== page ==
If you are a parent or caregiver looking for activities for young children, you’ve probably noticed that “sensory play” is all the rage on kid blogs and Pinterest. There are even entire websites devoted to sensory play for little ones, and while they are full of creative ideas, you may find yourself asking, “Does my child REALLY need sensory play for development?”
To answer this question, let’s look at what we know about sensory play.
WHAT IS SENSORY PLAY?
Sensory play is simply play that encourages children to use one or more of the senses. Often called “messy play,” sensory play experiences focus on stimulating children’s senses of sight, sound, smell, touch, taste, balance, and movement.
Research tells us…
- Young children rely on sensory input to learn about their environment.
- Sensory play helps build neural connections that support thought, learning, and creativity.
- Sensory play supports language development, cognitive growth, fine/gross motor skills, problem solving/reasoning, and social interaction.
- Children’s exposure to sensory play opportunities is declining.
WHAT DOES THIS MEAN TO US?
The first three points on the list above are pretty self-explanatory. In a nutshell, sensory experiences are like food for the brain…they provide valuable input that allows the brain to build new pathways that in turn support growth in crucial areas of development.
The fourth point, however, is what sheds some light on the answer to our original question, “Is all this REALLY necessary?” You may be thinking, “My parents didn’t do sensory play with me, and I turned out ok!” The fact is, our little ones spend much less time outdoors than their parents and certainly grandparents did as children. Since the outdoors is naturally full of sensory play opportunities, this has definitely had a part in the decline of sensory play. Secondly, although children can definitely fulfill their need for sensory play indoors when given periods of unstructured playtime with stimulating materials, the truth is that indoor time is often monopolized by television, battery operated toys, or toddler/preschool programs that focus on drilling academics rather than fostering important play skills. This has resulted in a generation of children who may not even know how to play when given the opportunity…how sad is that?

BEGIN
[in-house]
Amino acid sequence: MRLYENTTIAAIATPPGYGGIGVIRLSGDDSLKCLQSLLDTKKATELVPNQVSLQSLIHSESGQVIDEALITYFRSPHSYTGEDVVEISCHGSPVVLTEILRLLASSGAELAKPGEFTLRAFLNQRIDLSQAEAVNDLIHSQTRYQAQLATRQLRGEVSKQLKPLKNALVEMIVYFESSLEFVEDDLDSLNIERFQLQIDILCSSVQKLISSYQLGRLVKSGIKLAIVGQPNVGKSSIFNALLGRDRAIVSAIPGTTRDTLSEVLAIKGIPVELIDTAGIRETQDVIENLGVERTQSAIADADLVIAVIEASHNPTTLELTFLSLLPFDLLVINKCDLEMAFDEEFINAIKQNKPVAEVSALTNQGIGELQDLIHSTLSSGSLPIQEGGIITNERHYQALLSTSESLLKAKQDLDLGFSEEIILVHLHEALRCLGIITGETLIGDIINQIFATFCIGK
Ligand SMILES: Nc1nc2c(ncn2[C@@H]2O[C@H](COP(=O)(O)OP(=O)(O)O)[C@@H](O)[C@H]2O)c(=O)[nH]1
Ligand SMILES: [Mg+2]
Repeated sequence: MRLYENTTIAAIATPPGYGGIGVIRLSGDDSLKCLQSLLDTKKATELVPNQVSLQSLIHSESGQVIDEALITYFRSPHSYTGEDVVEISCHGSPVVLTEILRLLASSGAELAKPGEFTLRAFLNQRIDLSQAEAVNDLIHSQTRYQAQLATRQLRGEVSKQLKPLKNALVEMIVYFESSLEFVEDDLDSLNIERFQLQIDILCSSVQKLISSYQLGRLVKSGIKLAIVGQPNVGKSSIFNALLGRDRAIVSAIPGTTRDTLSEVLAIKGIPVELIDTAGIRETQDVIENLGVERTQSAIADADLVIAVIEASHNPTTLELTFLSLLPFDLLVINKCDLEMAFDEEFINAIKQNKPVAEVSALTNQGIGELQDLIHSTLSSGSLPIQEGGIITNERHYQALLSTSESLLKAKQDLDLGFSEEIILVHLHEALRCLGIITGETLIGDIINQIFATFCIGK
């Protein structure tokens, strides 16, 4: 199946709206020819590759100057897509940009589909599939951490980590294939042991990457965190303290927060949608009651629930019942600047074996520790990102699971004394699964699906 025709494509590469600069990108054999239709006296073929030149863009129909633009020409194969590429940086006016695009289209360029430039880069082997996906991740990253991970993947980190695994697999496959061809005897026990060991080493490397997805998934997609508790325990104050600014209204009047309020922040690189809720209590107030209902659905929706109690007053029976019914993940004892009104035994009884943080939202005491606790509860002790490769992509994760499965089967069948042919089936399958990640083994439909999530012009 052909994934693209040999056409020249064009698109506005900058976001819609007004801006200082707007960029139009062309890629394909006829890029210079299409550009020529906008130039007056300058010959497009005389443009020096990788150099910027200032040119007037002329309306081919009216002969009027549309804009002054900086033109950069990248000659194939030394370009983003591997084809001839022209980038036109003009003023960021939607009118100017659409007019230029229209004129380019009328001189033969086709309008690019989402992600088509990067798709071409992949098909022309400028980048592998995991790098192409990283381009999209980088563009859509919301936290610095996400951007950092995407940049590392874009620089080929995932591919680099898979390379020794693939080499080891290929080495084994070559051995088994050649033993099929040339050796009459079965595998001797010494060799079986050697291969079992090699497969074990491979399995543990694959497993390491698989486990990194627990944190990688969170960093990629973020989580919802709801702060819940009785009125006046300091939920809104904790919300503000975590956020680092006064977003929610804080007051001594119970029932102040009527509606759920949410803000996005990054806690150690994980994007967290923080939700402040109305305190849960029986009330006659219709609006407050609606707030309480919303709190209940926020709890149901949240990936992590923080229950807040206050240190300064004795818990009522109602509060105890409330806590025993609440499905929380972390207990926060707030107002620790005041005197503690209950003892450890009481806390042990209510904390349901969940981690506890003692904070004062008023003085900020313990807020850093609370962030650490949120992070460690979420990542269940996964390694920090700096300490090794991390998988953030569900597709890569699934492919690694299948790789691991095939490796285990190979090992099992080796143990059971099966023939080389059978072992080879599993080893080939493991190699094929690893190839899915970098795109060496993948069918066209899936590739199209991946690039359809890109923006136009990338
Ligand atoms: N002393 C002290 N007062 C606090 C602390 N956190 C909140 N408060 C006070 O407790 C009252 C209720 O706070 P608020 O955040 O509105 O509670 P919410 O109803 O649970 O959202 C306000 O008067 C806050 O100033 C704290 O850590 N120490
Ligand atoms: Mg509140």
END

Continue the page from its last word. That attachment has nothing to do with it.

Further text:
So in short, the answer to your question is yes, sensory play is crucial for your child’s development. And since children today are no longer given ample opportunities for naturally occurring sensory play, it is up to us as parents to be sure their needs are met.
Before you rush out and buy the materials to recreate every zany sensory activity you ever pinned on Pinterest, here are some much less time-intensive activities that you can do to enrich your child’s “sensory diet” without losing your sanity as well.
- Play with sand, mud, water, shaving cream, cornmeal, water beads, dried or cooked pasta, dried beans or lentils, etc. Provide a variety of containers, kitchen tools, and small toys for your child to explore with.
- Sing and dance to music. Use child-sized instruments, scarves, ribbon wands, etc. to encourage participation and engage multiple senses.
- Build with blocks, empty cardboard boxes, or canned goods. Knock down your towers and talk about the loud noises.
- Add essential oils or extracts to play dough and compare all the different scents as you play.
- Pick out a variety of fruits and vegetables at your local market (try to choose some that are new to your child). Have a “sensory picnic” where you encourage your child to touch, smell, taste, and play with all the different produce.
- Go for a walk in your neighborhood or in a wooded park. Let your child stop and pick up leaves, sticks, rocks, or whatever else interests him/her. If you want, bring a bag to fill with your “treasures” to bring home and make a collage with, or just simply to show to another family member.
MORE GREAT STUFF JUST FOR YOU:
To learn how to use fun sensory play activities to help get your toddler talking, check out Building Language with Sensory Play. (Link to- http://www.two-daloo.com/sensory-play-and-language/)
For an entire gallery of sensory play ideas, click HERE. (Link to- http://www.two-daloo.com/category/play/sensory-play-little-minds-tot-school/)
—Stephanie Haass, Little Pnuts Early Childhood Activities Expert & Blogger, founder of www.two-daloo.com
These are the truly fun times, the moments in which your Little Pnut will begin to keep you on your toes and biting your nails. Into everything, toddling to and fro’ and exploring new heights your Little Pnut is bringing back the fun into your life. Sleeping through the night now he also has more energy to play and so do you.
Your Little Pnut is beginning to focus on the development of his gross motor skills, walking, running, dancing, throwing, he might even begin to kick a ball back and forth. So many things to try out and explore. His world and surrounding environment are all so close now for him to begin experimenting with.
Music now becomes a very integral part of his life. You’ll notice that your Little Pnut will start to bang spoons on surfaces, clap toys together and start grooving to your favorite tunes. Your Little Pnut will giggle with glee as you sing along and dance with him, such a great way to expand his love for music and appreciate close, fun times with his Mama & Papa. Make it a game and play fun sing-along music with repetitive phrases that will also encourage his growing vocabulary.
So many opportunities to have fun with one another and to explore the world together, the Toddler years are truly some of the most memorable times in both of your lives. Make them fun and make them play filled.